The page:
This well-preserved 26th-dynasty temple was almost completely buried under farmland until it was discovered and excavated by a team from the Metropolitan Museum of Art in 1909. At the time of writing, it was still undergoing restoration, but a friendly smile and a small tip were sufficient to gain enough access to appreciate it. The temple actually sits in the middle of a much bigger site but is by far the most interesting location to visit. Stop to examine the Roman gate as you approach the temple -- the inscriptions there have proven to be a fruitful source of information on the oasis during the 1st-century A.D. Just past that is a gate decorated by Darius I. It is an extremely rare example of work done for the Persian king in Egypt. A line of sphinxes then ushers you into a colonnade and ultimately to the sanctuary. As you look around, watch for the signed graffiti left behind by 19th-century explorers such as Drovetti, Houghton, and Rohlfs.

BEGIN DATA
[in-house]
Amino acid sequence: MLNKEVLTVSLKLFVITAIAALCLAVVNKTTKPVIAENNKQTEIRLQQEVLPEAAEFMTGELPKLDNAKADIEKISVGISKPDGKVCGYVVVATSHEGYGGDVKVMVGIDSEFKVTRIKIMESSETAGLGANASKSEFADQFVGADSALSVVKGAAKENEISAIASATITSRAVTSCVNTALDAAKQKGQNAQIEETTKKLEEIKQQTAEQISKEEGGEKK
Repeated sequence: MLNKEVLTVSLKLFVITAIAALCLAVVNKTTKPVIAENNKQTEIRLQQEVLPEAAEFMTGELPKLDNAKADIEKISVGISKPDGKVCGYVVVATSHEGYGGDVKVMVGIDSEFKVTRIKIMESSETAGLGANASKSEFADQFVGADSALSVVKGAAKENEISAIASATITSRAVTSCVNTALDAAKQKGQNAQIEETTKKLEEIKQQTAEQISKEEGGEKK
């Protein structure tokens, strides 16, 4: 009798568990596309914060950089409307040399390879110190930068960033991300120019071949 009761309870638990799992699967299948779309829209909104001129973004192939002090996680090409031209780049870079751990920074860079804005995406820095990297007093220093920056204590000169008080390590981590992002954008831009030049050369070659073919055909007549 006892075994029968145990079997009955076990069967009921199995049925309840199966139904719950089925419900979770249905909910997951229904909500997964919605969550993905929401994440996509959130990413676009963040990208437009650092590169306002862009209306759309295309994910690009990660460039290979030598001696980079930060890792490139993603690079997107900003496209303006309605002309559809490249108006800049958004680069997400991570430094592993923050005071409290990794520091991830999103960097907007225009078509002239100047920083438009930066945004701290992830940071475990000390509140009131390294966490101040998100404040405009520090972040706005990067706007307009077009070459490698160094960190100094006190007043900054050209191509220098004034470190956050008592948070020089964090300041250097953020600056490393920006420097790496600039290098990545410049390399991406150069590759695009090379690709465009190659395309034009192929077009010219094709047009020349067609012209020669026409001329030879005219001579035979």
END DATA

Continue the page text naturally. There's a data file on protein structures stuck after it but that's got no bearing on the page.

- © Frommer's 2013
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